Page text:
Counter-Strike: Global Offensive’s trusted mode is turning out to be a huge headache for players.
When CSGO released its new “Trusted Mode,” it was meant to prevent cheats from interacting with CSGO through blocking anything from interacting with the game that wasn’t approved by Microsoft’s Digital Certificate system. But it looks things as simple as mouse movements can cause the new system to glitch out.
In CSGO’s updated Trusted Mode FAQ, developers admit that moving a mouse can cause performance issues. The developer says they are currently working on a version of Trusted Mode that will address these issues, but players are reporting that nearly all programs are causing some sort of performance degradation in the popular first-person shooter.
We have updated our FAQ regarding Trusted Mode with common questions we’ve received since its release. You’ll find up-to-date information here: https://t.co/uqveYN164h
— CS:GO (@CSGO) July 11, 2020
“Sometimes applications attempt to inject during low-level Windows mouse events, which results in noticeable performance degradation when the mouse is moved. We are internally testing a mechanism that has virtually zero overhead, even for the most zealous of injecting software. Once this new approach ships, players should no longer notice a performance impact from running in Trusted mode, even when moving the mouse,” CSGO’s FAW explained.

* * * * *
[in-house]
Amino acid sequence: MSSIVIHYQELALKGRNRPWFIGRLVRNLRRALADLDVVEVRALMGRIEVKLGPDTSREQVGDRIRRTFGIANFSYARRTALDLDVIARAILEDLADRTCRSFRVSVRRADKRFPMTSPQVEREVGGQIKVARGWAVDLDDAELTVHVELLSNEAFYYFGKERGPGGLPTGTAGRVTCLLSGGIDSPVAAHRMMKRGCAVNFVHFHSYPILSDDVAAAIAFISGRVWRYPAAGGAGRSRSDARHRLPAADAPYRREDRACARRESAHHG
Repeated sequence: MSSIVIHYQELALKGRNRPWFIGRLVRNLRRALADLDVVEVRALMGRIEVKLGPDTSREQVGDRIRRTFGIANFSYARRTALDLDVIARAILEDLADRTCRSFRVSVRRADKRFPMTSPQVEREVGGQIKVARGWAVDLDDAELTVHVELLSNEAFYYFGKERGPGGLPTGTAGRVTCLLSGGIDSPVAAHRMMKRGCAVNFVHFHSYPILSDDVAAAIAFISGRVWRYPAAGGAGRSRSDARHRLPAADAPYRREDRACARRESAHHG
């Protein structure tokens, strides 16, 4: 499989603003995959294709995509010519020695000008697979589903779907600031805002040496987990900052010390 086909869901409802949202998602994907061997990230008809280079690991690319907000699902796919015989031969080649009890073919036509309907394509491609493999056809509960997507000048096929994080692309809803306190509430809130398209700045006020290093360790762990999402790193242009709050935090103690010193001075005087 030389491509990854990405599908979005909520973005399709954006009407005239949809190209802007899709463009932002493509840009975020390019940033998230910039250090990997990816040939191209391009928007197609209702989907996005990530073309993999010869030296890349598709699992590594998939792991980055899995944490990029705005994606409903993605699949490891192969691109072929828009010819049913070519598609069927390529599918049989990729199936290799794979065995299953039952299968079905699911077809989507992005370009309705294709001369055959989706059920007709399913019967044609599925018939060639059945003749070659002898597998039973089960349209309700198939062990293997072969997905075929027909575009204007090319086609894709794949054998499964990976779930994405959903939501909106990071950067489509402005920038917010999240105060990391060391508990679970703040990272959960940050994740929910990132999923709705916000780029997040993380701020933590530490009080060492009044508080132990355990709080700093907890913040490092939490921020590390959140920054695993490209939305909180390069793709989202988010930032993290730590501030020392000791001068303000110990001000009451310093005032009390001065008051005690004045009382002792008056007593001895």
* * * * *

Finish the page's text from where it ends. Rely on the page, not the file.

The developers admit that CSGO’s new trusted mode issues might take some time to fix, but that means that players may receive a cooldown if the system detects something it doesn’t like, even after the game is already running. These cooldowns, CSGO developers say, cannot be removed from players’ accounts, much like the cooldown that players are slapped with when quiting a competitive game before it ends. This has resulted in a frustrated player base, especially when players receive competitive cooldowns despite not cheating.
The developers still haven’t given players a list of programs that are acceptable for running the same time as CSGO, meaning that players are rolling the dice every time they start the game with any other application running. With no clear indication of whether the other software on their computers could trigger the temporary ban, it’s a risk every time they start the game.
Trusted Mode draws comparisons to Valorant anticheat
CSGO competitor Valorant also shipped with an aggressive anticheat that caused problems on some users’ systems, but at least that problem was identified and fixed fairly quickly. But Valve runs on its own schedule, and there is currently no telling when a corrected version of Trusted Mode will ship for CSGO.
While the fight against cheaters in first-person shooters never ends and understandably requires new avenues of detection, ending games early and giving legitimate players a cooldown for things outside of their control is a bit over the top.
Trusted Mode launched in beta earlier in July before it came to live servers this week. According to mass reports from players who have found the game unplayable since Trusted Mode was released, an updated FAQ and some accompanying explanation from the developers of CSGO is little comfort.